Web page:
The Santa Clara County Board of Supervisors on Tuesday will consider funding a new team specifically aimed at getting guns out of violent hands.

Board president Cindy Chavez will introduce a proposal to earmark nearly $430,000 to support a “gun team” tasked with removing guns from repeated domestic abusers and people with temporary restraining orders against them.

Chavez said during a Monday news conference:

“It is a lethal combination where there’s a case involving domestic violence and a court order to remove a gun from a person with a restraining order against them, particularly if it’s not enforced.”

County general fund money would pay for a new criminal investigator and attorney for the county gun team. Several other positions would be funded by grants from the Bay Area Urban Areas Security Initiative.

Heather Randol, deputy police chief for investigations for the San Jose Police Department, said Monday that San Jose police support the proposal and will look deeper into how the gun team could be implemented in law enforcement.

Randol added that the San Jose Police Department uses a step-by-step process to remove guns from those who shouldn’t have them, which can include getting a court-issued warrant to enter a home.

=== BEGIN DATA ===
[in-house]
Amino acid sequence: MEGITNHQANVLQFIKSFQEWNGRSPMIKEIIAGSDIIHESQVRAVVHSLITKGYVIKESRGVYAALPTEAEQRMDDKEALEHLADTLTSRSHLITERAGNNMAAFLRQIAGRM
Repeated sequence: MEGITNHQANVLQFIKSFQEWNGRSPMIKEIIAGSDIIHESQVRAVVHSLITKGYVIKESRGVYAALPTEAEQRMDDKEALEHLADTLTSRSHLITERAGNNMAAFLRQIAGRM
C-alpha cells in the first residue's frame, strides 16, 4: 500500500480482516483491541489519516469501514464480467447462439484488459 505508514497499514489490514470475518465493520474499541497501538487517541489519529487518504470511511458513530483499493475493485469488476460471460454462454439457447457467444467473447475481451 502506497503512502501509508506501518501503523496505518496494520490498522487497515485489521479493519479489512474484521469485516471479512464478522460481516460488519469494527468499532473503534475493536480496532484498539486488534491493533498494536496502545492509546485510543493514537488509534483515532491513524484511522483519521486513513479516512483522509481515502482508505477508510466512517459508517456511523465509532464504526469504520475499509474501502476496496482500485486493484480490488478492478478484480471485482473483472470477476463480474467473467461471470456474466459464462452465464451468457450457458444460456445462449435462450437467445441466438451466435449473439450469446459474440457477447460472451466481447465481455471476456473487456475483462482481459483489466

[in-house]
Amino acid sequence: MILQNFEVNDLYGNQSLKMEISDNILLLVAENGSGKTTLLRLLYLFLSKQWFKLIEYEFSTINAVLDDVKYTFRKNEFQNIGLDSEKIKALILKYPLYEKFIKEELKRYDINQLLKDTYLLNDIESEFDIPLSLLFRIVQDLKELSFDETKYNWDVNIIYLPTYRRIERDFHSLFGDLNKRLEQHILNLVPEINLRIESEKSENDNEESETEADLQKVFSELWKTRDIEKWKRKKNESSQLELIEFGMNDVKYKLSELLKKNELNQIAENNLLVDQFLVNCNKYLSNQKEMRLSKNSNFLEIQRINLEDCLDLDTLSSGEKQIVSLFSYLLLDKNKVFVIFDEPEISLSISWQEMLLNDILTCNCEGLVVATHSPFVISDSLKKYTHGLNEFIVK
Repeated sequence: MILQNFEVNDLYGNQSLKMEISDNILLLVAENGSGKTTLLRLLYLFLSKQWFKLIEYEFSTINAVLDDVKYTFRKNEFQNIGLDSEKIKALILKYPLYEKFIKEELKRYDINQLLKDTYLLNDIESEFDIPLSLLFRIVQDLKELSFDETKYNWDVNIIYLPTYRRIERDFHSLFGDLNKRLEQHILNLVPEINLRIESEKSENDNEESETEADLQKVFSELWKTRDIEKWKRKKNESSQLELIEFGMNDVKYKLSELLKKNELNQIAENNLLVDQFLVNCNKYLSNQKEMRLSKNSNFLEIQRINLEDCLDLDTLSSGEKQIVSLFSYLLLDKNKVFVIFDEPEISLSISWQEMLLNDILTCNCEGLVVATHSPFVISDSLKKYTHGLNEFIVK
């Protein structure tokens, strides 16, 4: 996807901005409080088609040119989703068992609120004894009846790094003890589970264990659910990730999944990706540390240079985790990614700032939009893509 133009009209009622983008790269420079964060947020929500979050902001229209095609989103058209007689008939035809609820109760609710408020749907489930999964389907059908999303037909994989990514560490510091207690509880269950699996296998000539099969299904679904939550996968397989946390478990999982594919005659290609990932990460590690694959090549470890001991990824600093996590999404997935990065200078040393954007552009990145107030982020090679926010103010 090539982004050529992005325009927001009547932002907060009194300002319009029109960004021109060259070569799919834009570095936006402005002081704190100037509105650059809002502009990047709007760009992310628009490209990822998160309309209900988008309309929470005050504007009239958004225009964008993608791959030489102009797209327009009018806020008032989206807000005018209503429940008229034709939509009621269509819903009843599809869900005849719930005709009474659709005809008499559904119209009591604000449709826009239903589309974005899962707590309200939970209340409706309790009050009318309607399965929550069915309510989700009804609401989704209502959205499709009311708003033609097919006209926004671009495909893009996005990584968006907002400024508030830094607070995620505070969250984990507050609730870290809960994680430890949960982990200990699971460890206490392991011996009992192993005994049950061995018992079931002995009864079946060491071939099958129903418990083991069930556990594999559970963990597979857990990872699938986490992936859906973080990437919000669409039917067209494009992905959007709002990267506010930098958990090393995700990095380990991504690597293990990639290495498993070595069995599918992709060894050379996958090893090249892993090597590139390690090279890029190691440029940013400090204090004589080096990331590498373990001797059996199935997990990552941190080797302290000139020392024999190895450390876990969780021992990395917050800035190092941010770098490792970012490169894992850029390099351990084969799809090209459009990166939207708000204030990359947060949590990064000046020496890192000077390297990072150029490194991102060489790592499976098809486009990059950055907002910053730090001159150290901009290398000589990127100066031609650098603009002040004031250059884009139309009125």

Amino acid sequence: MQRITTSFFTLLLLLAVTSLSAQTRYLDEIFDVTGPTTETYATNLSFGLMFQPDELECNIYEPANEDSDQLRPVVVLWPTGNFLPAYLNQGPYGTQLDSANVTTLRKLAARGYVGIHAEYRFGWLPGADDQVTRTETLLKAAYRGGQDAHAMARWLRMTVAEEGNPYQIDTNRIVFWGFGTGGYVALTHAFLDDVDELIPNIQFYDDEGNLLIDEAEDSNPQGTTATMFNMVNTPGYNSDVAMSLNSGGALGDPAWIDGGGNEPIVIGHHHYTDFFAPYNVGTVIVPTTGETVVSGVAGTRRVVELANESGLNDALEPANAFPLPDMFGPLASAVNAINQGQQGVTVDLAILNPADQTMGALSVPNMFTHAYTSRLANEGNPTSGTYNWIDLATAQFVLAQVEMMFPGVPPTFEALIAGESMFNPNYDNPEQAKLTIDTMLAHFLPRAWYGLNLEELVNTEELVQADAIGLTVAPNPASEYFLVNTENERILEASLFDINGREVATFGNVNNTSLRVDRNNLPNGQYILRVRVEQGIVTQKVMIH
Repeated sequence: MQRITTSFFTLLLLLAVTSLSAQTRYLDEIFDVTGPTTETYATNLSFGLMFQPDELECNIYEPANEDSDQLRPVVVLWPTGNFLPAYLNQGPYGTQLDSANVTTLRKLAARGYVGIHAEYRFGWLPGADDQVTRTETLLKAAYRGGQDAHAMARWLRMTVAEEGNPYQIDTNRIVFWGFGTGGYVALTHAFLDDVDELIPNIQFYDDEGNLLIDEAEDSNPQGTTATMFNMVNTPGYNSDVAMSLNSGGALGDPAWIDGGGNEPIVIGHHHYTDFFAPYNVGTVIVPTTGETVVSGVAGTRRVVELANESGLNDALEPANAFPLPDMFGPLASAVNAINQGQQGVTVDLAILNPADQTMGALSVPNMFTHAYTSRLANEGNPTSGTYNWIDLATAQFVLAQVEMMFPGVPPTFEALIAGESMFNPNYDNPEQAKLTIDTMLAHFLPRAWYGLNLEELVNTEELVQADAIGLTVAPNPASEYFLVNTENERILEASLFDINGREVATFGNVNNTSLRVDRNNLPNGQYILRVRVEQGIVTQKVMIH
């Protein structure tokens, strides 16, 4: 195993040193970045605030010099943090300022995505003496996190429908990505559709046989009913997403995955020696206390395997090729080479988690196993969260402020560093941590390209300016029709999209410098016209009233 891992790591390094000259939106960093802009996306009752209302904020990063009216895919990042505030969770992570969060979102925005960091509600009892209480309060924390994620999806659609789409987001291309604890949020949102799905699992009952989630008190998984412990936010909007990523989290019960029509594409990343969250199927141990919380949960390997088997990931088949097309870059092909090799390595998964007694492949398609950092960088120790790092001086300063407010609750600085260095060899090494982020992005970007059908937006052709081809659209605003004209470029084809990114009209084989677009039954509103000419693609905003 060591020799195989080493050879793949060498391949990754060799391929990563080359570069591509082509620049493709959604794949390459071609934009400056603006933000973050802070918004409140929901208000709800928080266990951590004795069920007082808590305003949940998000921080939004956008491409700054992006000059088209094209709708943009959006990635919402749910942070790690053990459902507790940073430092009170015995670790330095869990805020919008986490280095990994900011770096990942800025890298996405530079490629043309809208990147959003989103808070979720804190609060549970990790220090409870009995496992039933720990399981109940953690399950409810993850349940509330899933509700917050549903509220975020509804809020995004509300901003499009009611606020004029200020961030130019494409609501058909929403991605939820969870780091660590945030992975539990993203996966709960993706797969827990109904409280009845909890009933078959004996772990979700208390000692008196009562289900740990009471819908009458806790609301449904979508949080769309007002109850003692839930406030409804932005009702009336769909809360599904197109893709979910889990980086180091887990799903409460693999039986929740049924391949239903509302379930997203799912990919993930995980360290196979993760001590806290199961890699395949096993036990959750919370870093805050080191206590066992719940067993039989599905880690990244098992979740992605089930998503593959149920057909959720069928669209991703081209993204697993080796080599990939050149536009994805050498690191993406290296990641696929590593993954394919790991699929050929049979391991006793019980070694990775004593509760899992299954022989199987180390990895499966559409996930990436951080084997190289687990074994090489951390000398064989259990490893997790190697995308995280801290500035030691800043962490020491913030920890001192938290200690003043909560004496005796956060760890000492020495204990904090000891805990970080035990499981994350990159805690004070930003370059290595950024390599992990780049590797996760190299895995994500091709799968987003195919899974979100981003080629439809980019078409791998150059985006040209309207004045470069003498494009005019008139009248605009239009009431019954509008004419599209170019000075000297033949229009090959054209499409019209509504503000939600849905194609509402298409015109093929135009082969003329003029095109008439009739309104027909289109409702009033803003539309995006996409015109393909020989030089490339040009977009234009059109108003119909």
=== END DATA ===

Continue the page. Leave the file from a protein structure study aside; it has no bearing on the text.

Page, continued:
Deputy District Attorney Marisa McKeown with the county’s crime strategies unit said:

“The epidemic of gun violence in San Jose unfortunately is outpacing the rest of the state.”

McKeown said:

“We saw that aggravated assaults with a firearm more than doubled in San Jose in a 10-year period. Robberies with a firearm doubled in a 10-year period, and that’s not happening in other parts of the state.”

Roman Poberezhnik/Unsplash Santa Clara County, Calif. is Tuesday, February 25, 2020 considering the establishment of a “gun team” that would prioritize removal of firearms from domestic abusers, those with temporary restraining orders, felons and repeated mentally ill offenders.

She said county prosecutors are willing to partner with cities throughout the county, not just in San Jose, to ensure residents with restraining orders who could be violent cannot use or possess firearms.

McKeown said:

“But the very voluminous California laws on guns mean nothing if we don’t adequately and smartly enforce them.”

She added:

“And at a time where our largest city, San Jose, has less than half the number of police officers per capita than other large cities, it makes it difficult to fight gun violence if we don’t do it smart.”

The team will prioritize cases.

McKeown said:

“The law says that there are categories of people who are not allowed to have a gun.”

“If you are a domestic abuser with a restraining order, you can’t have a gun. If you are a convicted felon, you can’t have a gun. If you are a repeated, mentally ill offender who is dangerous, you can’t have a gun.”

The board is hearing the gun team proposal during its Tuesday meeting scheduled for 9:30 a.m. at the County Government Center at 70 W. Hedding St. in San Jose.

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